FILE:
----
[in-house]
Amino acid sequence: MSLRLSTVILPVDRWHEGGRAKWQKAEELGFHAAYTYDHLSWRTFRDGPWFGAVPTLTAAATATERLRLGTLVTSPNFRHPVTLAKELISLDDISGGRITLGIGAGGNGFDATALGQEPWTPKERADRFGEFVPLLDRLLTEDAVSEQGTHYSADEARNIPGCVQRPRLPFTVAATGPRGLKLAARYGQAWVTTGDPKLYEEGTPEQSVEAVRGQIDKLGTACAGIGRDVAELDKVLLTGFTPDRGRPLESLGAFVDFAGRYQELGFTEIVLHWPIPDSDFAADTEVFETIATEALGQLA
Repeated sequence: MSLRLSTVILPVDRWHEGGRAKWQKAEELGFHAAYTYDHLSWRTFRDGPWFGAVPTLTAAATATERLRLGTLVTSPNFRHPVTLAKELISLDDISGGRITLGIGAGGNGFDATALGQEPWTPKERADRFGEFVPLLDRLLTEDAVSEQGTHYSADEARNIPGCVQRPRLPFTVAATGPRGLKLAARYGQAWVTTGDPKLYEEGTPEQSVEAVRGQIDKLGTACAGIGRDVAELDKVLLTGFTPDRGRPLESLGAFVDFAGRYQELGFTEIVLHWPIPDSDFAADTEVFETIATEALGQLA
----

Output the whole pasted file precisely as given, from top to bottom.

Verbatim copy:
[in-house]
Amino acid sequence: MSLRLSTVILPVDRWHEGGRAKWQKAEELGFHAAYTYDHLSWRTFRDGPWFGAVPTLTAAATATERLRLGTLVTSPNFRHPVTLAKELISLDDISGGRITLGIGAGGNGFDATALGQEPWTPKERADRFGEFVPLLDRLLTEDAVSEQGTHYSADEARNIPGCVQRPRLPFTVAATGPRGLKLAARYGQAWVTTGDPKLYEEGTPEQSVEAVRGQIDKLGTACAGIGRDVAELDKVLLTGFTPDRGRPLESLGAFVDFAGRYQELGFTEIVLHWPIPDSDFAADTEVFETIATEALGQLA
Repeated sequence: MSLRLSTVILPVDRWHEGGRAKWQKAEELGFHAAYTYDHLSWRTFRDGPWFGAVPTLTAAATATERLRLGTLVTSPNFRHPVTLAKELISLDDISGGRITLGIGAGGNGFDATALGQEPWTPKERADRFGEFVPLLDRLLTEDAVSEQGTHYSADEARNIPGCVQRPRLPFTVAATGPRGLKLAARYGQAWVTTGDPKLYEEGTPEQSVEAVRGQIDKLGTACAGIGRDVAELDKVLLTGFTPDRGRPLESLGAFVDFAGRYQELGFTEIVLHWPIPDSDFAADTEVFETIATEALGQLA